From the Jan. 22, 1948 News Record:
The following article recently appeared in an Omaha paper: “A smiling, freckle-faced youth from the grasslands of Wyoming Tuesday showed Iowa and Nebraska hog raising experts that producing fine corn-fed animals is not a midwestern process exclusively. The youngster, Warren Evans, 17, of Moorcroft watched his 76 hogs sell at the Omaha market top of $28. They averaged 233 pounds. Warren and his brother, Merrill, 20, last year raised 125 swine on the ranch of their father, Bert Evans, a cattle and sheep feeder. The boys turned their hogs into a 200-acre field of corn, another rare product in that region. The corn was left on the stalks, but young Evans estimated the yield at 30 to 40 bushels per acre. Warren showed keen market judgment.”
From the Jan. 9, 1958 News Record:
Two prominent sheep ranchers in Peru have bought some of Wyoming’s best Rambouillets, reports Ken Faulkner, Wyoming university extension livestock specialist. The Peruvian ranchers had 48 ewe lambs and 12 ram lambs flown to South America to form the foundation of new flocks. They specified that the sheep should be of top quality and selected from no more than four flocks.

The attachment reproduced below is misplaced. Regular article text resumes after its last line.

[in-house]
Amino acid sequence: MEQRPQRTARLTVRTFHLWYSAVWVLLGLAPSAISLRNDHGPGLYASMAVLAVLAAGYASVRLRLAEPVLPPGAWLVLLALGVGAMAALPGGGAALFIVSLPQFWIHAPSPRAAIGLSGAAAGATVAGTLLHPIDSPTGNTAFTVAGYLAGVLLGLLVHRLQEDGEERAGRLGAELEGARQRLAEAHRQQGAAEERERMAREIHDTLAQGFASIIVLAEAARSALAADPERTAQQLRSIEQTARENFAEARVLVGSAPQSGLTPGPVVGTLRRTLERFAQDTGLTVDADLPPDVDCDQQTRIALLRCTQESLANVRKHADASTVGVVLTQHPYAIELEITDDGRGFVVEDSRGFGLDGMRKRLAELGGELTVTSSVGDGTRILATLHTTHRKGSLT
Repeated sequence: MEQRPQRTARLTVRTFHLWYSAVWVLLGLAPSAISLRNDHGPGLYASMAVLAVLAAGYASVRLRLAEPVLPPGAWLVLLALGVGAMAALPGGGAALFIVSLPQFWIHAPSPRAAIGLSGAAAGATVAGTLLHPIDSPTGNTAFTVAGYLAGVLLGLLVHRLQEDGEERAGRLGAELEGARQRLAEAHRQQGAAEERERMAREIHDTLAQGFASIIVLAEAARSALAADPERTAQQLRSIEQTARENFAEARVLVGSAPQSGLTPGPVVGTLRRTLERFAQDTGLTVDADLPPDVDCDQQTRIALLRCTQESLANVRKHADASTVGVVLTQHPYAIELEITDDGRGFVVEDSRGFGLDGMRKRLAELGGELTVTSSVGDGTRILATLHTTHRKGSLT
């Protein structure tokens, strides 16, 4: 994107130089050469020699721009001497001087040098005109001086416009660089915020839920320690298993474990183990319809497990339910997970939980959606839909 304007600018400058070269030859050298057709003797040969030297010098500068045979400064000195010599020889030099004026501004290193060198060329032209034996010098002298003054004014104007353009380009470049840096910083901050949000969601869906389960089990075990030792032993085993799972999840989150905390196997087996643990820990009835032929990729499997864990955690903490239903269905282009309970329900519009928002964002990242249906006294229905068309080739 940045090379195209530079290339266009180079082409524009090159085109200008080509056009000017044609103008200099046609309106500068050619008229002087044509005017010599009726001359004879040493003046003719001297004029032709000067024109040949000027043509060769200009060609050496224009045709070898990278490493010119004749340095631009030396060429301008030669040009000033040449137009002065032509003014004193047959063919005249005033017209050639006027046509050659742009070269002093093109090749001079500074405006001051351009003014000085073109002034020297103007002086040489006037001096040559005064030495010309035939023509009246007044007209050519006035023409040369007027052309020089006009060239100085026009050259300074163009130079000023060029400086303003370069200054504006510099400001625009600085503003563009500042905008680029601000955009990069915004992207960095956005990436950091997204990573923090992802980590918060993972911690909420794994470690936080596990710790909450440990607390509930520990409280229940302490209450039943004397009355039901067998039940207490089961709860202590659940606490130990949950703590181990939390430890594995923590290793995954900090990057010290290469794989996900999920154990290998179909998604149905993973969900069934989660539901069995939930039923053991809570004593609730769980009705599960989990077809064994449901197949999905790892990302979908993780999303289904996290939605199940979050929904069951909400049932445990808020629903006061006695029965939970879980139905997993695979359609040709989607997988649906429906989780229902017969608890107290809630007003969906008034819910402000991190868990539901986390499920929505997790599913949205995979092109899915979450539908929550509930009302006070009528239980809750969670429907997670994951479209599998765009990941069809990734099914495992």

From the Jan. 16, 1969 News Record:
There were many anxious minutes Tuesday afternoon when the loading hose on a propane gas truck was broken in the intersection of Gillette Avenue and U.S. 14-16 and a fog of propane gas began to escape in the center of the down-town area. The truck driver went on west a block and north a block to the railroad warehouse area before he stopped and jumped away from the truck, owned by Butane Power and Equipment company of Casper. Gillette police were summoned immediately and blocked off all traffic away from the area for one block. An estimated 5,000 gallons of propane took about an hour to escape from the big tank, emitting a shrill noise and dense white fog as the gas came out under heavy pressure. A wind helped to dissipate the gas and keep it from gathering in any low places. The 40-degree weather also helped to scatter the gas. The accident was believed to have been caused by a loading hose coming loose and falling in front of the dual wheels of the truck. This action jerked the hose loose from the tank.